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Old Nov 08, 2008, 09:39 PM
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Springfield, Missouri, United States
Joined Jul 2002
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Quote:
Originally Posted by Don Stackhouse
I presume you're referring to turbulation to prevent boundary layer separation. That really only applies to lower Reynolds numbers, such as models or on relatively slow full-scale aircraft. At higher Re's, the efficiency-improvement problem is usually more about trying to keep the flow from becoming turbulent.

There are cases of turbulation (such as vortex generators) used on higher Reynolds number applications, but there it is generally to prevent or delay stall of that portion of the flying surface. It does not generally improve efficiency (in fact it normally reduces it), but it can increase the max lift coefficient possible from the surface. It's often used as an add-on to fix handling problems, such as loss of aileron effectiveness near stall, or to increase control authority.

For example, used on the fin of a twin-engined aircraft they can allow more lift to be squeezed out of a given size fin+rudder, allowing the tail to handle more asymmetric thrust in an engine-out situation. This can fix an existing problem, or it can allow a new design to get away with a smaller vertical tail than it would need without vortex generators. However, the benefit here is not from a direct increase in fin efficiency in cruise (as before, it reduces it), but rather by allowing the fin (which in a twin is sized by an emergency situation) to be smaller. Note, vertical tails on twins are normally several times larger than what yaw stability alone would call for, just to get enough authority for the engine-out situation.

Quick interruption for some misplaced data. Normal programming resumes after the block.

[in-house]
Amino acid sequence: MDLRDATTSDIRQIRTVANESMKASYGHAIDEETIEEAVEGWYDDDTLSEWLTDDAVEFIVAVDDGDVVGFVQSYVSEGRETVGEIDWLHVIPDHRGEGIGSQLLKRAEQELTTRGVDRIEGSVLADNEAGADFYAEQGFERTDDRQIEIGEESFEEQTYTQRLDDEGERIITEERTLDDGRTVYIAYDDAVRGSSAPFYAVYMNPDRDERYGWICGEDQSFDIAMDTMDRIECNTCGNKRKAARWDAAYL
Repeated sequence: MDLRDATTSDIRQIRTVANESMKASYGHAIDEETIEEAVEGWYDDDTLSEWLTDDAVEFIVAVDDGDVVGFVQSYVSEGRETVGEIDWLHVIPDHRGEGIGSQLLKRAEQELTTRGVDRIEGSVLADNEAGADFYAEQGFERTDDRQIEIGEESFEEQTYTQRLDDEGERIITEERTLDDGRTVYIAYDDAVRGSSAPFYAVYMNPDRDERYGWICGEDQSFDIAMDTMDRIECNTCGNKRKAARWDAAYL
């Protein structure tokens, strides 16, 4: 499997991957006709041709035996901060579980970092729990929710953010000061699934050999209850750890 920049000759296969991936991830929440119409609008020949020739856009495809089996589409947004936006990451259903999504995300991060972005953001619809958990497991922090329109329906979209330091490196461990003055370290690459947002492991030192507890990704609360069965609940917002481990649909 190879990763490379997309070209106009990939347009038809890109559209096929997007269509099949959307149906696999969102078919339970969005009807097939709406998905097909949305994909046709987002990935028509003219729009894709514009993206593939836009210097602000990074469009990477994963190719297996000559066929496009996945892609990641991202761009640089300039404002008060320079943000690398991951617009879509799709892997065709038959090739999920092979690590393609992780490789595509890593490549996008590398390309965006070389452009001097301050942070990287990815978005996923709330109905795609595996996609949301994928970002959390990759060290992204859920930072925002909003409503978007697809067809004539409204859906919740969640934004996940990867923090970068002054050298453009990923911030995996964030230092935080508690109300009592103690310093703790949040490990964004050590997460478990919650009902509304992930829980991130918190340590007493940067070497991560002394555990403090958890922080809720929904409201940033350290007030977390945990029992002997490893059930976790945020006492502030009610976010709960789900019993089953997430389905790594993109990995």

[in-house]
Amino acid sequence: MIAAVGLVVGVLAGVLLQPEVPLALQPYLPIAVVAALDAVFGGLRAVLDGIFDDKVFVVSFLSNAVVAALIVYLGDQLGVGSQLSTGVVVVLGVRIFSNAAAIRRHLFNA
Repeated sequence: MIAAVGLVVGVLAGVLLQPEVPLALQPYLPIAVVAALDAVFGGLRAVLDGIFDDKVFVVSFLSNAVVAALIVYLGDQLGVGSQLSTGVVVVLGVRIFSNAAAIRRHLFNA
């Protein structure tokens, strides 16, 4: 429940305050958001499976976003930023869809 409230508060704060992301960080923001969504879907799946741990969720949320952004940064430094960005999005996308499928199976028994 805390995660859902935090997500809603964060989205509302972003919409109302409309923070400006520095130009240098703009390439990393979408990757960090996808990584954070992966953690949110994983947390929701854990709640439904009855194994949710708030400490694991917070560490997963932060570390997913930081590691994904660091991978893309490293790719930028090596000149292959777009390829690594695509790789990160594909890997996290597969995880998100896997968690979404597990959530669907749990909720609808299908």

A canard with a control surface on it IS a variable geometry canard. The majority of canards already out there fall into this category. A canard with variable sweep (such as on the Beech Starship) is a more radical example of variable geometry. In that case they have a wing with flaps, and need a multi-mode canard to keep the canard's lifting ability matched to that of the wing in its different modes. Beech paid a pretty high price in the form of a fairly complex and extremely flight-critical jackscrew linkage coupling the canard sweep to the wing flaps in order to pull that off. A failure of that mechanical system could immediately make the airplane incontrollable. Failure modes end up making a lot of the decisions in aircraft designs.

In all cases, for decent stall characteristics you need to make sure the canard stalls before the wing, unless you can limit the canard's capability by some other means, such as through a very "smart" fly-by-wire system. If you don't, you run the risk of a violent pitch excursion at stall. As Burt Rutan pointed out to me once, you almost never want to add more lifting ability to a canard (the typical reason for more elaborate variable geometry techniques) unless you first increase the lifting ability of the wing.

In any case, it's important to remember that it's the wing's job to support the plane, and the tail's (or canard's, in this case) job to take care of stabilizing and controlling the wing. When you start to blur those two tasks, overall aircraft efficiency generally goes down.
Well dang Don.
You took the word right out of my mouth once again.
Thanks for such great points to ponder

Larry
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